3.5 out of 5 stars
It took a few tries but Nashville, by way of Boston and New York, folk/pop thrush Longley’s new release finally displays her substantial talents. Elements that were present on earlier discs—a sweet, clear, sensitive voice, strong sense of melody and introspective lyrics, usually about love gone sour—all gel here for what is undoubtedly her strongest statement to date.
Funded by a successful Kickstarter campaign, the money raised is evident in the grooves. Even the most laid back selections have a full, clean, robust sound. The full but not slick production bolsters the singer/songwriter’s captivating stories set to tunes that will be running through your head after a single spin. She’s young but has apparently experienced a variety of not-so-ideal relationships, some of which are detailed here. And any lyricist that name-checks John Martyn as Longley does in the opening “Out of My Head,” where she talks to an old flame that is ultimately reignited (they listened to his records together), already has a head start.
Even when the subject matter seems cliché on paper like “Camaro”’s car/sex metaphors, Longley’s sure sense of musical dynamics and easy turn of phrases create songs that are fresh and imaginative. The thumping drums and ominous bass propelling “Skin & Bones” pushes the song into creepy territory echoed by the dark story of an evil person leaving a town where they “burned every bridge you crossed.” The melancholy “Memphis” finds the singer cautioning her lover he’ll never make it to the titular city because of what he’s leaving behind. Unfortunately that’s not the way it turns out, but the beautiful melody and catchy chorus will stick with you even as you sympathize with the singer’s broken heart.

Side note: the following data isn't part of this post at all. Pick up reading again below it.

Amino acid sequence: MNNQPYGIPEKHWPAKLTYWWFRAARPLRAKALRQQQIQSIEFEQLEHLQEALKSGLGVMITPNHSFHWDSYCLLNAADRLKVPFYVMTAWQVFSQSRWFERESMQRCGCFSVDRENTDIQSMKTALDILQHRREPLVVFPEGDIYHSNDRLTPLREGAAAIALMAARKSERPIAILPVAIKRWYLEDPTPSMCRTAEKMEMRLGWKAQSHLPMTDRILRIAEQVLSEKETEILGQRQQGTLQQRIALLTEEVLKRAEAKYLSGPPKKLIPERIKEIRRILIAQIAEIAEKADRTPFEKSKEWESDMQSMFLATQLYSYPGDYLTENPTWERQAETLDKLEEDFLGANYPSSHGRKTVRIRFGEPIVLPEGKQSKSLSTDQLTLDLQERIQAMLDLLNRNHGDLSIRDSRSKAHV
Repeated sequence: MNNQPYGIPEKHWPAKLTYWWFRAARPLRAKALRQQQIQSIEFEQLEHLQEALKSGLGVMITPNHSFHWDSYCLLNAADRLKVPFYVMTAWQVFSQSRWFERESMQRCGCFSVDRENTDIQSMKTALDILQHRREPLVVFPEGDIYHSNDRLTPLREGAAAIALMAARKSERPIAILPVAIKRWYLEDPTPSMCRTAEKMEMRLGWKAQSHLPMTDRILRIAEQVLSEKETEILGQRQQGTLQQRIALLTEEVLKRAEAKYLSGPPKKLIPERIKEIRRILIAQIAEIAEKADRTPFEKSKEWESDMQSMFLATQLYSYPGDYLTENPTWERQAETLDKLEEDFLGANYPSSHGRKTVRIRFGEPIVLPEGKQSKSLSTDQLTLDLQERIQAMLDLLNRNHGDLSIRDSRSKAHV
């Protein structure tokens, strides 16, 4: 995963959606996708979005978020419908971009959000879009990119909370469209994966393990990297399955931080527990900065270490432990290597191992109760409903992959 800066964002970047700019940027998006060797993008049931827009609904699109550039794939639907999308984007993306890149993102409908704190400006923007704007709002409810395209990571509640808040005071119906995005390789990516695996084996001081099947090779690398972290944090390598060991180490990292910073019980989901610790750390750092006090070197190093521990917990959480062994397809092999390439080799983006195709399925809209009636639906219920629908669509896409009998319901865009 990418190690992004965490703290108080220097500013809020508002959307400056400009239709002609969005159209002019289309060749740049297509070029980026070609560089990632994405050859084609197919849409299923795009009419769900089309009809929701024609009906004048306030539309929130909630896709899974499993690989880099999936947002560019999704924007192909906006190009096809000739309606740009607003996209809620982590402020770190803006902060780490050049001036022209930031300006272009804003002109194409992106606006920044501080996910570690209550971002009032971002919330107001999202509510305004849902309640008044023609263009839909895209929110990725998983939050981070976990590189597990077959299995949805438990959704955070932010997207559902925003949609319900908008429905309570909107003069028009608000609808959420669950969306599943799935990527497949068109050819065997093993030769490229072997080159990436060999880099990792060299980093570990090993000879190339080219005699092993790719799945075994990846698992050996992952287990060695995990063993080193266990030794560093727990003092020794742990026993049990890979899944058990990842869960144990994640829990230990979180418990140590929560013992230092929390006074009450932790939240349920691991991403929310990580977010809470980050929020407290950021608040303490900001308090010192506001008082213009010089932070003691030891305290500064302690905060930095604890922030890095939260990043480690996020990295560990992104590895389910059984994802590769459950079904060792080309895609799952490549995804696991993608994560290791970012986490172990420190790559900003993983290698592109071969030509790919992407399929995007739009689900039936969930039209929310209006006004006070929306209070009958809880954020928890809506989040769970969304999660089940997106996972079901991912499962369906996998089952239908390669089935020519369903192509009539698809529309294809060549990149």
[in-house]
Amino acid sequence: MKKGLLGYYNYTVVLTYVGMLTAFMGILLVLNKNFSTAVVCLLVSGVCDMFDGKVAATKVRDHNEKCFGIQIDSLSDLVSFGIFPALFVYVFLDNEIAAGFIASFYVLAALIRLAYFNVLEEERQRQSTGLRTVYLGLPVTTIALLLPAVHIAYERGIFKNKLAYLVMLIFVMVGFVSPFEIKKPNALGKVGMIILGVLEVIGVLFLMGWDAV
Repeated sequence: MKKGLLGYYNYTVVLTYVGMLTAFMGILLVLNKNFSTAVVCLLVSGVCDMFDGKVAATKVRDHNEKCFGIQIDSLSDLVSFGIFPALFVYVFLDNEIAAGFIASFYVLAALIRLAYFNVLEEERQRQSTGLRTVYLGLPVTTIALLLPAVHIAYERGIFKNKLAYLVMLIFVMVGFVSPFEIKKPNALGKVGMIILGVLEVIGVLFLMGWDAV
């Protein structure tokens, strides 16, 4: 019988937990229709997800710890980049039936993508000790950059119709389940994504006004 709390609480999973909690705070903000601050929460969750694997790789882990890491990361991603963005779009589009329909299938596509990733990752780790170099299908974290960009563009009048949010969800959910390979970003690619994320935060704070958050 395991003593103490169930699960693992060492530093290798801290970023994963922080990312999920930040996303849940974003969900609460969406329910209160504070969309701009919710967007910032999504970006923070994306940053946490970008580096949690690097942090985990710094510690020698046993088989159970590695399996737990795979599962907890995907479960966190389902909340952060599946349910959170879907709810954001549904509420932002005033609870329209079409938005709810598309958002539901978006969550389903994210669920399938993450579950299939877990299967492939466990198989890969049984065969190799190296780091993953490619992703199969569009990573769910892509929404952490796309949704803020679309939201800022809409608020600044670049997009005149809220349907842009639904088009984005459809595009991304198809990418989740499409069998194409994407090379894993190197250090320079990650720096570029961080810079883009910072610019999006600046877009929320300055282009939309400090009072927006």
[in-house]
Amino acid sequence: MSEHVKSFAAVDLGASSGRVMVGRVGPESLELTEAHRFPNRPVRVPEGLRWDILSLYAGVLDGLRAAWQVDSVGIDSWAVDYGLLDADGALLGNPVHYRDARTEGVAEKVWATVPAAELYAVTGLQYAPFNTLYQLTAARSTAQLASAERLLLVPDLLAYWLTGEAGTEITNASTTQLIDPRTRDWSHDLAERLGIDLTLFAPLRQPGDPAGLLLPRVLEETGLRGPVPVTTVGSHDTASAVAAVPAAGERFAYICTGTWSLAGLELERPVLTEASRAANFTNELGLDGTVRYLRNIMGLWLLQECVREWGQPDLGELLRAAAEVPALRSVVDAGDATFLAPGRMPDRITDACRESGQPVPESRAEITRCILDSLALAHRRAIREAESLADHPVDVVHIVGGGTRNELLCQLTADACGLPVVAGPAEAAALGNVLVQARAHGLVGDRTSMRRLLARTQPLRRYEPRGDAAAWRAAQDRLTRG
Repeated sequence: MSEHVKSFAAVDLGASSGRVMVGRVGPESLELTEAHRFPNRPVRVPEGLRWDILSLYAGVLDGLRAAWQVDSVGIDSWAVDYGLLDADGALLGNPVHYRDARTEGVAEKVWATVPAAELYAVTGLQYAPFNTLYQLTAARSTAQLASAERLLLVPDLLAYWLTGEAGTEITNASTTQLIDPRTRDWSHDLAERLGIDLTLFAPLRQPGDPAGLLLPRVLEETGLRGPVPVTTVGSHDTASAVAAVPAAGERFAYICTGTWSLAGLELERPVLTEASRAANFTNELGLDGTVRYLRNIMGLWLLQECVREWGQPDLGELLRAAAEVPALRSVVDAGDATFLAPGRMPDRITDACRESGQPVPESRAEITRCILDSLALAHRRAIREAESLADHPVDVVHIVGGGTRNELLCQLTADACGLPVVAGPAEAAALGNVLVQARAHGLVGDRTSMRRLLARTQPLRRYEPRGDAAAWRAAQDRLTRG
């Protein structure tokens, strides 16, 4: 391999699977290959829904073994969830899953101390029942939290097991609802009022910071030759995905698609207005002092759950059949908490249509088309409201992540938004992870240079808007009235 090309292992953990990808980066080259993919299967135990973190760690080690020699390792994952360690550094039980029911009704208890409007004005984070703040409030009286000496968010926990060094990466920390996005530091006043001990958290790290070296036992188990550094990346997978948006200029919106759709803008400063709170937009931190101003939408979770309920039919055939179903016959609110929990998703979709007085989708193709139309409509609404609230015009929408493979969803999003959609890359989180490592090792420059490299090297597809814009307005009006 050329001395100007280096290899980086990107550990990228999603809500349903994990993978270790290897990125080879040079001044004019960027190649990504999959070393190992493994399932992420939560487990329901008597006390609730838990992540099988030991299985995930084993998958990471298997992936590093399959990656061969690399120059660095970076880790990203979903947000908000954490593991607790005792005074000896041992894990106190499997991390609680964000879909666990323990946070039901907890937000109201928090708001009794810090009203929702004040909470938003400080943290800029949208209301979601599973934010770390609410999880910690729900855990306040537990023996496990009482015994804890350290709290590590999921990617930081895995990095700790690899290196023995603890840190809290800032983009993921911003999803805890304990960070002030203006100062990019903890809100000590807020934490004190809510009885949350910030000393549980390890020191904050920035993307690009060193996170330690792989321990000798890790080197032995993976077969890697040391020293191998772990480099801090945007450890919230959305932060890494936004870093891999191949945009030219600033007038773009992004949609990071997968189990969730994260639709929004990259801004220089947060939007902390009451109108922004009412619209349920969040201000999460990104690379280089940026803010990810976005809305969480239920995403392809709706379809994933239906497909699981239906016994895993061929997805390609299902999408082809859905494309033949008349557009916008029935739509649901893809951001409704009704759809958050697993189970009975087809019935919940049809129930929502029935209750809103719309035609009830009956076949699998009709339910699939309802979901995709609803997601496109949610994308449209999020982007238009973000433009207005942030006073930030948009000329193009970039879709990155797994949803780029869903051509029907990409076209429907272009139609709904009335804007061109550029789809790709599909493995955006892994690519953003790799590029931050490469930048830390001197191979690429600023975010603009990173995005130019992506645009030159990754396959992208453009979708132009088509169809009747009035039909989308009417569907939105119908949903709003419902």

Longley combines elements of blues, country, pop, rock, folk and even R&B (on the soulful “Never Loved Another”) with the ease and confidence of an artist who has found her voice. Every track boasts a memorable musical or lyrical hook that feels natural and organic on a terrific album that, while not her debut, sounds like the start of an immensely promising career.